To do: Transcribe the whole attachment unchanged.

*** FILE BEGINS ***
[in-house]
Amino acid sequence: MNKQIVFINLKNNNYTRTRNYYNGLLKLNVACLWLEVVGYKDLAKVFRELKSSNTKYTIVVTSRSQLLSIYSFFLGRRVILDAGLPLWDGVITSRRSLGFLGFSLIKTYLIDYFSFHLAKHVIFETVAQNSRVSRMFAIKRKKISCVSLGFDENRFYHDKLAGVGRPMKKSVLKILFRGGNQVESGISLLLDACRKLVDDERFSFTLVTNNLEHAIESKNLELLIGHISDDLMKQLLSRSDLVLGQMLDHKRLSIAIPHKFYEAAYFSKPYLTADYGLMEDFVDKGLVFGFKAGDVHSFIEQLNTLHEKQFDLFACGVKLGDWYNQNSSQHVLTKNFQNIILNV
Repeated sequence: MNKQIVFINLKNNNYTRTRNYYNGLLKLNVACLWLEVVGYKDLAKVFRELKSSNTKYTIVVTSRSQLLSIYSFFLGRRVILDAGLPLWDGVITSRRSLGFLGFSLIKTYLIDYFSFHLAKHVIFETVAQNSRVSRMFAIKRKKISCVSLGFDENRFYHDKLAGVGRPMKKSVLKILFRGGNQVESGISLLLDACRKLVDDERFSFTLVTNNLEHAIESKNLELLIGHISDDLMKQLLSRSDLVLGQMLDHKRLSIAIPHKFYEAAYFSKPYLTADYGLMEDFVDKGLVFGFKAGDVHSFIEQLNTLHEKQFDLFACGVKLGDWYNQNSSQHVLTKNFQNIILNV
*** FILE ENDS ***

[in-house]
Amino acid sequence: MNKQIVFINLKNNNYTRTRNYYNGLLKLNVACLWLEVVGYKDLAKVFRELKSSNTKYTIVVTSRSQLLSIYSFFLGRRVILDAGLPLWDGVITSRRSLGFLGFSLIKTYLIDYFSFHLAKHVIFETVAQNSRVSRMFAIKRKKISCVSLGFDENRFYHDKLAGVGRPMKKSVLKILFRGGNQVESGISLLLDACRKLVDDERFSFTLVTNNLEHAIESKNLELLIGHISDDLMKQLLSRSDLVLGQMLDHKRLSIAIPHKFYEAAYFSKPYLTADYGLMEDFVDKGLVFGFKAGDVHSFIEQLNTLHEKQFDLFACGVKLGDWYNQNSSQHVLTKNFQNIILNV
Repeated sequence: MNKQIVFINLKNNNYTRTRNYYNGLLKLNVACLWLEVVGYKDLAKVFRELKSSNTKYTIVVTSRSQLLSIYSFFLGRRVILDAGLPLWDGVITSRRSLGFLGFSLIKTYLIDYFSFHLAKHVIFETVAQNSRVSRMFAIKRKKISCVSLGFDENRFYHDKLAGVGRPMKKSVLKILFRGGNQVESGISLLLDACRKLVDDERFSFTLVTNNLEHAIESKNLELLIGHISDDLMKQLLSRSDLVLGQMLDHKRLSIAIPHKFYEAAYFSKPYLTADYGLMEDFVDKGLVFGFKAGDVHSFIEQLNTLHEKQFDLFACGVKLGDWYNQNSSQHVLTKNFQNIILNV